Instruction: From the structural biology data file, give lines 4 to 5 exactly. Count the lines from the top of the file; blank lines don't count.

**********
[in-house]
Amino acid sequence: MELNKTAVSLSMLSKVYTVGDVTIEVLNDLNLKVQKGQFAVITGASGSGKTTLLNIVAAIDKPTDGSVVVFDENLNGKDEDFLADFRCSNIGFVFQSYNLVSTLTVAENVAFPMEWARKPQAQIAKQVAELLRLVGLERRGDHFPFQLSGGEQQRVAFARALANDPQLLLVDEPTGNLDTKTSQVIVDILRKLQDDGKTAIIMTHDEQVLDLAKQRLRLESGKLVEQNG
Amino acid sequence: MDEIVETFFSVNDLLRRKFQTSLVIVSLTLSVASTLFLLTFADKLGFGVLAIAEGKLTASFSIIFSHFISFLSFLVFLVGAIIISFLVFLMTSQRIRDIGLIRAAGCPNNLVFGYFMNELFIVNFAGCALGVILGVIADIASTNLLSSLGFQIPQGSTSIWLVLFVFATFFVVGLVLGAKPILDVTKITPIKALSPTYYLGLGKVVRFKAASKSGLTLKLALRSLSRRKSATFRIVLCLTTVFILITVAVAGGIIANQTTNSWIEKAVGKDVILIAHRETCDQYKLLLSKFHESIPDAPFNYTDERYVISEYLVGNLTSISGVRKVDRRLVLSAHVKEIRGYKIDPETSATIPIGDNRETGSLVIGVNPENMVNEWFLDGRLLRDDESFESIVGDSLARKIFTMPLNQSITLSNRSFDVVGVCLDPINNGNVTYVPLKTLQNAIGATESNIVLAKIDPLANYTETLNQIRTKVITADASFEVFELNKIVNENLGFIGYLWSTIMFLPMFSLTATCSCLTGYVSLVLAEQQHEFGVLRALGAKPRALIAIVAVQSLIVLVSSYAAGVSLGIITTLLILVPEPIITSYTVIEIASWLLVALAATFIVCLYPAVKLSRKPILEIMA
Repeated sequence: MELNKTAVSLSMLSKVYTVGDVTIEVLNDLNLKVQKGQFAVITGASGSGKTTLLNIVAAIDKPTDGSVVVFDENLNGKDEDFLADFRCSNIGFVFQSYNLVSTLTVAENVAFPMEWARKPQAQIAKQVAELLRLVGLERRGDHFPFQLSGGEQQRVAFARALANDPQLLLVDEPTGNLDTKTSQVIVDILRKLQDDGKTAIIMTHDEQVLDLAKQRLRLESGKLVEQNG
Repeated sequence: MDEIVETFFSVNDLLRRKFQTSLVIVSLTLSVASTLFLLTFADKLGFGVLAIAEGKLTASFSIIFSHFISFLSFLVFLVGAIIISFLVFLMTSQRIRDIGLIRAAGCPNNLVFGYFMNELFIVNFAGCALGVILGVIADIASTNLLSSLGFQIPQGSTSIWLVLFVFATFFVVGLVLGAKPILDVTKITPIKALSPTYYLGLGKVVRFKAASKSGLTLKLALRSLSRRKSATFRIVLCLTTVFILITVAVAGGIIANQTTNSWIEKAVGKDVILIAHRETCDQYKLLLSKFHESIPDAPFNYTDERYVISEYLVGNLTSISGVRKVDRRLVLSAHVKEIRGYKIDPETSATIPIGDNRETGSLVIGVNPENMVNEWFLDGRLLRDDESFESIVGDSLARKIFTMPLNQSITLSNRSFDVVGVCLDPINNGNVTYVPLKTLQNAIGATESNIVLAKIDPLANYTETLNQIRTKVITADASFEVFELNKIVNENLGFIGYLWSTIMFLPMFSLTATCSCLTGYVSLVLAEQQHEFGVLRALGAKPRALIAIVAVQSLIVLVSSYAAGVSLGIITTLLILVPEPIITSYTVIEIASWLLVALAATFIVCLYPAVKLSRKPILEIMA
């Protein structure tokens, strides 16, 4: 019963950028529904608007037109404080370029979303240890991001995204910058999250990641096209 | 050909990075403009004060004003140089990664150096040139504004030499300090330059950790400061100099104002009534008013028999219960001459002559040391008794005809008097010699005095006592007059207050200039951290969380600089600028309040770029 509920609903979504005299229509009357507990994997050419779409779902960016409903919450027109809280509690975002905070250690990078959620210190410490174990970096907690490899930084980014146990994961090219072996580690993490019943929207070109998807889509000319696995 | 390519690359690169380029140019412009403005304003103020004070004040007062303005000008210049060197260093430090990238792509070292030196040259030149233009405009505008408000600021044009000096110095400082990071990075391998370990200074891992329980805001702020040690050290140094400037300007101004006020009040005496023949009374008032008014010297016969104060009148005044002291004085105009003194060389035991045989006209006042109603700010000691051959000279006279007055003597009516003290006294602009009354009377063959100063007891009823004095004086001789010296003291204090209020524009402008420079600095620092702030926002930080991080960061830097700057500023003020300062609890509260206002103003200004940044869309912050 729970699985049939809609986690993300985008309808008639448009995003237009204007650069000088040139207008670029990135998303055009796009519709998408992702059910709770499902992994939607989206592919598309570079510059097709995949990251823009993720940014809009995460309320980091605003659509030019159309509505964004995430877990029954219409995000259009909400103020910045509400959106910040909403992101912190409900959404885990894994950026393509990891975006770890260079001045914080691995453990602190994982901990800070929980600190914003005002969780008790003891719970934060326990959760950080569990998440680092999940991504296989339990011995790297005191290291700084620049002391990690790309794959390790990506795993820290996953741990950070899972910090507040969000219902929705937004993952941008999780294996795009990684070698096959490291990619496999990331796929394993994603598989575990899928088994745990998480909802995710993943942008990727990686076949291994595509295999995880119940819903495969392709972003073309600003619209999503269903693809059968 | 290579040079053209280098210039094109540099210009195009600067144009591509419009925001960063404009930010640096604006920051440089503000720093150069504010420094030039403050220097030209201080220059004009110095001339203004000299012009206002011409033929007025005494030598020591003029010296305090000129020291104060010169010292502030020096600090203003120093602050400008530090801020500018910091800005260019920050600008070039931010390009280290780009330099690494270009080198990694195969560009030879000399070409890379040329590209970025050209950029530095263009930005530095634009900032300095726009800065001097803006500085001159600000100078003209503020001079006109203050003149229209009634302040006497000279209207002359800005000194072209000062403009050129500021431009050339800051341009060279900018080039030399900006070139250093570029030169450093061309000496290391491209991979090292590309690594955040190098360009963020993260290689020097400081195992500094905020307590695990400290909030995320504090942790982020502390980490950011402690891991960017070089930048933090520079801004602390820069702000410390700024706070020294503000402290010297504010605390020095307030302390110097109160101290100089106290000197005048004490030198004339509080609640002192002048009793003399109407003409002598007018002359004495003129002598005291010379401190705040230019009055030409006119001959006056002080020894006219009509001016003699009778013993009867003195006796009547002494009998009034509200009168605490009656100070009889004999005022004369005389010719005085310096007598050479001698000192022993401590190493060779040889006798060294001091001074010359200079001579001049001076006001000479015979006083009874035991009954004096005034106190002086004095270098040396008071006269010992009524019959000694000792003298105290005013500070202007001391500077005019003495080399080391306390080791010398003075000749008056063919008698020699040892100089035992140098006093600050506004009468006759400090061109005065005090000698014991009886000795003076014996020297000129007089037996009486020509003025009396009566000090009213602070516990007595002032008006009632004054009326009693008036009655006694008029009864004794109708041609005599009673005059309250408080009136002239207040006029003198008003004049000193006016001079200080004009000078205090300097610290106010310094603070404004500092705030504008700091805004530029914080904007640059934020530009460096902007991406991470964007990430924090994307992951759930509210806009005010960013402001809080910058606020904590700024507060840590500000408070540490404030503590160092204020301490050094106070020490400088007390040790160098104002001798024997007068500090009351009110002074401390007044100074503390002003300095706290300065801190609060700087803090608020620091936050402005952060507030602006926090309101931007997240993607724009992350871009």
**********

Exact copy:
Repeated sequence: MELNKTAVSLSMLSKVYTVGDVTIEVLNDLNLKVQKGQFAVITGASGSGKTTLLNIVAAIDKPTDGSVVVFDENLNGKDEDFLADFRCSNIGFVFQSYNLVSTLTVAENVAFPMEWARKPQAQIAKQVAELLRLVGLERRGDHFPFQLSGGEQQRVAFARALANDPQLLLVDEPTGNLDTKTSQVIVDILRKLQDDGKTAIIMTHDEQVLDLAKQRLRLESGKLVEQNG
Repeated sequence: MDEIVETFFSVNDLLRRKFQTSLVIVSLTLSVASTLFLLTFADKLGFGVLAIAEGKLTASFSIIFSHFISFLSFLVFLVGAIIISFLVFLMTSQRIRDIGLIRAAGCPNNLVFGYFMNELFIVNFAGCALGVILGVIADIASTNLLSSLGFQIPQGSTSIWLVLFVFATFFVVGLVLGAKPILDVTKITPIKALSPTYYLGLGKVVRFKAASKSGLTLKLALRSLSRRKSATFRIVLCLTTVFILITVAVAGGIIANQTTNSWIEKAVGKDVILIAHRETCDQYKLLLSKFHESIPDAPFNYTDERYVISEYLVGNLTSISGVRKVDRRLVLSAHVKEIRGYKIDPETSATIPIGDNRETGSLVIGVNPENMVNEWFLDGRLLRDDESFESIVGDSLARKIFTMPLNQSITLSNRSFDVVGVCLDPINNGNVTYVPLKTLQNAIGATESNIVLAKIDPLANYTETLNQIRTKVITADASFEVFELNKIVNENLGFIGYLWSTIMFLPMFSLTATCSCLTGYVSLVLAEQQHEFGVLRALGAKPRALIAIVAVQSLIVLVSSYAAGVSLGIITTLLILVPEPIITSYTVIEIASWLLVALAATFIVCLYPAVKLSRKPILEIMA